The Eye of the Fish

Leviathan
January 15, 2019

Heritage areas and new hotels

The following story appeared in the paper last week, and I’ve been thinking about the dilemma it poses.
baresiteNapier
An existing site on the edge of a heritage area – empty, following the demolition of an older building. Napier is one of my favourite towns, with a hard-fought-for Heritage area, encompassing the Art Deco and Spanish Mission architecture of the old centre of Hawkes Bay. Once, many years ago, an 8-storey building was proposed for Napier, just near this site, and that was one of the prime reasons that the Art Deco Trust was started. Tallish buildings were banned, and the existing heritage of Art Deco was retained and started to be celebrated. Now, a new building on this empty site is proposed: a new Hotel.
HotelNapier
A vast improvement, I’m sure you will agree, even if it is not “Mock Deco” in the way that some new buildings are in that town. Yes, it is modern, if not Modern, and not really even Moderne, if you catch my drift. It is facing south and east, which I would have thought was never a particularly good thing in a hotel, especially in winter, but perhaps it is aimed at the summer months, when (to be honest) the cooler the place, the better.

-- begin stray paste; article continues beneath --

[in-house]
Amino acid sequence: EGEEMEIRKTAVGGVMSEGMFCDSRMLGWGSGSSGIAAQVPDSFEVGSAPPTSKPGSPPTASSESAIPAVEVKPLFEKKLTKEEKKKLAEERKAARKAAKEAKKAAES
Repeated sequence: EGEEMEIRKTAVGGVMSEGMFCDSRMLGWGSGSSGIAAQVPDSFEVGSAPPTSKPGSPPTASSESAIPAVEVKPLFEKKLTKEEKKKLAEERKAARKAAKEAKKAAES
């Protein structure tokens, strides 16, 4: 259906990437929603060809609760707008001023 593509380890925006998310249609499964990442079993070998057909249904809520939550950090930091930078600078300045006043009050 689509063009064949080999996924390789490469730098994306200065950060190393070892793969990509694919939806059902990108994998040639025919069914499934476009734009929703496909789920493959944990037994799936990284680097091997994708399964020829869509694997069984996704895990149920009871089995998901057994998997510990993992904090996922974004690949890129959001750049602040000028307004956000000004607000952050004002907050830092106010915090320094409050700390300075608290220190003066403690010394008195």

It’s not Deco, although it does not jar too much and look too out of place – no idea who the architects are, as Stuff have not allowed the name of the architects to be written online. Shame. But here’s the thing: the old Art Deco Quarter of Napier is staunchly two stories high. Three stories high on rare occasions. More common that it is one storey rather than three.

This new building is five stories high – FIVE. Pretty much double the height of anything in old Napier. And my question is – is this a good thing? If it was in the centre of the old Quarter, I’d say No Way Jose – totally unacceptable. But this is on the edge – almost right outside the edge of the Art Deco zone, so I guess it is a reasonable proposition. Here’s what the Auckland developer has to say: